Australian Rushed To War In 1918 - An Impetuous Decision By Politicians In Election Mode – Hope 103.2

Australian Rushed To War In 1918 – An Impetuous Decision By Politicians In Election Mode

By Anne RinaudoSunday 11 Nov 2018Open House Interviews

Listen: Douglas Newton in conversation with Stephen O’Doherty.

How did Australia decide to join what started as a far way European conflict?  And why did they declare war on Germany 40 hours before Britain?

The din of politics

Historian, Douglas Newton, argues in his book Hell Bent that the Australian decision was made in the din of politics. The nation was in the throes of a federal election campaign.

He said on Open House that the offer of an expeditionary force on Monday 3 August 1914 far exceeded the measures agreed between Australia and Britain as necessary. The bitter truth – that Australia’s rushed offer of an expeditionary force added to the momentum of reactionaries pressing for war in London – is scarcely recognised in Australia.

Costs not weighed

Moreover, the offer was a dangerous precedent. Australia’s politicians forfeited the chance to weigh objectives against costs, in life and treasure.

Australia jumped the gun

Hell-Bent offers a critical history of Australia’s role during the international crisis of July-August 1914. Carefully examined is the decision of the Cabinet of Australian Liberal Prime Minister, Joseph Cook, to cable London on Monday 3 August 1914, , offering an expeditionary force of 20,000 men, to anywhere, for any objective, in any formation London desired, under British command, and with Australia picking up the entire cost.

Scarcely democratic

That Australia would fight on Britain’s side in a great war was certain. But Australia’s leap into war, through her offer of 3 August, was impetuous, and scarcely a democratic decision. A handful of men pushed ahead of events.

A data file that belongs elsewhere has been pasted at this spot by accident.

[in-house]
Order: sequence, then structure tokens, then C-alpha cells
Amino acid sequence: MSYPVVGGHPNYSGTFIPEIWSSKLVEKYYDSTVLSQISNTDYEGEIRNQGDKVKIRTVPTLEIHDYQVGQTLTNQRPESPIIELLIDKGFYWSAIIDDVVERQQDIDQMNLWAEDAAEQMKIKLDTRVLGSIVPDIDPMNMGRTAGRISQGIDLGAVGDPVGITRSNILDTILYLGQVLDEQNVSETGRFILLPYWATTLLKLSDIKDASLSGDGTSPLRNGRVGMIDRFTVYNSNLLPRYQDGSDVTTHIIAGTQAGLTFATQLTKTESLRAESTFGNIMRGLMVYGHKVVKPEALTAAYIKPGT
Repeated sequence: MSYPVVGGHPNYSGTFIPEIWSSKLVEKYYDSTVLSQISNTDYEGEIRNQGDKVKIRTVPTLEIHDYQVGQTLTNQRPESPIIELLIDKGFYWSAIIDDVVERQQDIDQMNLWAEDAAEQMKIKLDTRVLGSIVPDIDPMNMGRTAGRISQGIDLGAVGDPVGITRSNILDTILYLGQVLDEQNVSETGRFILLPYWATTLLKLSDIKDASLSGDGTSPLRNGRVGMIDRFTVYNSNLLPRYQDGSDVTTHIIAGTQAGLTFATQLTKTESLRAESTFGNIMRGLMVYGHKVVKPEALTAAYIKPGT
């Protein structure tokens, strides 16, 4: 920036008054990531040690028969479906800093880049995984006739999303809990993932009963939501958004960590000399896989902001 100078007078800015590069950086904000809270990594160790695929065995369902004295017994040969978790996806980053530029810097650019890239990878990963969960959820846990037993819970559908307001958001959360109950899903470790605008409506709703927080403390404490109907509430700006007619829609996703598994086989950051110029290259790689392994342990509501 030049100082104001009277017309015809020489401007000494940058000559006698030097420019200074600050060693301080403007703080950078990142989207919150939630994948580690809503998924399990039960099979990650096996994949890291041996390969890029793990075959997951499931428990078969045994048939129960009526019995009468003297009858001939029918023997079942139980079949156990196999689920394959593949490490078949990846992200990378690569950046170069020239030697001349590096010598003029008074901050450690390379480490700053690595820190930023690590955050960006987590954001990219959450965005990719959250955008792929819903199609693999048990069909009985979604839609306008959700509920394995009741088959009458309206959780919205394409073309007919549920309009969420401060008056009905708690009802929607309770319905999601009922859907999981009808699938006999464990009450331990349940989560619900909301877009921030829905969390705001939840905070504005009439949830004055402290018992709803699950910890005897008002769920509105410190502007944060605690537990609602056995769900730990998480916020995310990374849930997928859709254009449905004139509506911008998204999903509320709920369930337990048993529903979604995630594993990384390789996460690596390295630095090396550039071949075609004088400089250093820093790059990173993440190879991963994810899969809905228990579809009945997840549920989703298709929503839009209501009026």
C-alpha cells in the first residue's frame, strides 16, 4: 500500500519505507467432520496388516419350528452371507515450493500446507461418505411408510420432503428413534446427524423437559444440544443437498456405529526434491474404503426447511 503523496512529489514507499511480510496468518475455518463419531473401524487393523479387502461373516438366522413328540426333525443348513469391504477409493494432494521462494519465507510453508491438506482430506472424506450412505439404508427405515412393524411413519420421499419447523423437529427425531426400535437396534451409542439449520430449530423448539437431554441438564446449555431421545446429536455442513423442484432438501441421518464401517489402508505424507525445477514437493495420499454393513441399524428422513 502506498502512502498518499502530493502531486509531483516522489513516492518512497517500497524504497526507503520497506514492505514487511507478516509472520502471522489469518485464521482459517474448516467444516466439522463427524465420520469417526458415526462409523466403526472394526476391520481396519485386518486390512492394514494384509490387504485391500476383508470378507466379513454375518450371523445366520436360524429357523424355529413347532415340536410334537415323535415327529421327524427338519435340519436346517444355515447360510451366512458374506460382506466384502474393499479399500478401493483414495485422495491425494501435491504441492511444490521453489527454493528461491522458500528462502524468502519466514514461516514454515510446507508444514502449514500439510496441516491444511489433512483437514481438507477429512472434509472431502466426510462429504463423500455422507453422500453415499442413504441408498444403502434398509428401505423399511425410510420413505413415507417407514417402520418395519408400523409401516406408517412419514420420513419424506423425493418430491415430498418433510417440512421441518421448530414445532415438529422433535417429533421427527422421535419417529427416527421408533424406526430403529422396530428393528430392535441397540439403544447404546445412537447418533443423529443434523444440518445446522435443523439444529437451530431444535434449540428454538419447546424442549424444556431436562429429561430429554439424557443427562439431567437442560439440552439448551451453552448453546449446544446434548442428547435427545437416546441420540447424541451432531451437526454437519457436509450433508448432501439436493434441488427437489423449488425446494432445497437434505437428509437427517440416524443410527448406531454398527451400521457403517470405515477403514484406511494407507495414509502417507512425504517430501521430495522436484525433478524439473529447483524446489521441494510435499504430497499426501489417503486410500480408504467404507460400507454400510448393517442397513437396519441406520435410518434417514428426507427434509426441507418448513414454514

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British cabinet divided on decision

Meanwhile in London, at the height of the crisis, the British Cabinet of Liberal Prime Minister Herbert Asquith was bitterly divided on the question of British intervention in any European war. On one side stood Liberal Imperialists, keen to act loyally with Britain’s diplomatic partners, Russia and France.

Tipping the balance

On the other stood Radicals, anxious that Britain should pursue a credible neutral diplomacy and preserve the neutrality of Britain and the Empire if it came to war on the Continent. The decision hung in the balance. At a critical hour, Australia’s politicians gave the impression of being eager to fight – champing at the bit to contribute to any war.

​Douglas Newton was the Associate Professor of History at University of Western Sydney, and has also taught history at Macquarie University and the Victoria University of Wellington. He is the author of: The Darkest Days; Hell-Bent; British Policy and the Weimar Republic 1918–19; Germany 1918-1945: From Days of Hope to Years of Horror; and British Labour, European Socialism and the Struggle for Peace 1889–1914. He is currently preparing a history of the campaign to end the First World War by negotiation.

To listen to the podcast of this conversation click the red play button at the top of the page, or you can subscribe to Open House podcasts in iTunes and they will appear in your feed.

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